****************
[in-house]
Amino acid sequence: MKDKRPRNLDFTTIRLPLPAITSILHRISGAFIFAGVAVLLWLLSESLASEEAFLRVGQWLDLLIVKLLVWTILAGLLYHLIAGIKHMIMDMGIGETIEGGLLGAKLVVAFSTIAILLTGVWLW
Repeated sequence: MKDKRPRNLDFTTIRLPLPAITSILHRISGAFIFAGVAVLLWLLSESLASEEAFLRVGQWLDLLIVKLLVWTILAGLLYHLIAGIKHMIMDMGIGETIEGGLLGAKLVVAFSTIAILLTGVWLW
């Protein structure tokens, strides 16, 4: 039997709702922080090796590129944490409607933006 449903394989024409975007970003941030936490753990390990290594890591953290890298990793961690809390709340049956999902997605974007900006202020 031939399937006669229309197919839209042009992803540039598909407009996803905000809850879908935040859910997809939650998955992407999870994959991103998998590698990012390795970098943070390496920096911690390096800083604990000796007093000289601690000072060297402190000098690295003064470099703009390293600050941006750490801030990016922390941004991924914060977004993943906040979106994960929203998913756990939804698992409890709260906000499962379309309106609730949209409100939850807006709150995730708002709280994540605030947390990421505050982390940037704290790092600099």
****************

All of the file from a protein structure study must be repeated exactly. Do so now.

[in-house]
Amino acid sequence: MKDKRPRNLDFTTIRLPLPAITSILHRISGAFIFAGVAVLLWLLSESLASEEAFLRVGQWLDLLIVKLLVWTILAGLLYHLIAGIKHMIMDMGIGETIEGGLLGAKLVVAFSTIAILLTGVWLW
Repeated sequence: MKDKRPRNLDFTTIRLPLPAITSILHRISGAFIFAGVAVLLWLLSESLASEEAFLRVGQWLDLLIVKLLVWTILAGLLYHLIAGIKHMIMDMGIGETIEGGLLGAKLVVAFSTIAILLTGVWLW
């Protein structure tokens, strides 16, 4: 039997709702922080090796590129944490409607933006 449903394989024409975007970003941030936490753990390990290594890591953290890298990793961690809390709340049956999902997605974007900006202020 031939399937006669229309197919839209042009992803540039598909407009996803905000809850879908935040859910997809939650998955992407999870994959991103998998590698990012390795970098943070390496920096911690390096800083604990000796007093000289601690000072060297402190000098690295003064470099703009390293600050941006750490801030990016922390941004991924914060977004993943906040979106994960929203998913756990939804698992409890709260906000499962379309309106609730949209409100939850807006709150995730708002709280994540605030947390990421505050982390940037704290790092600099």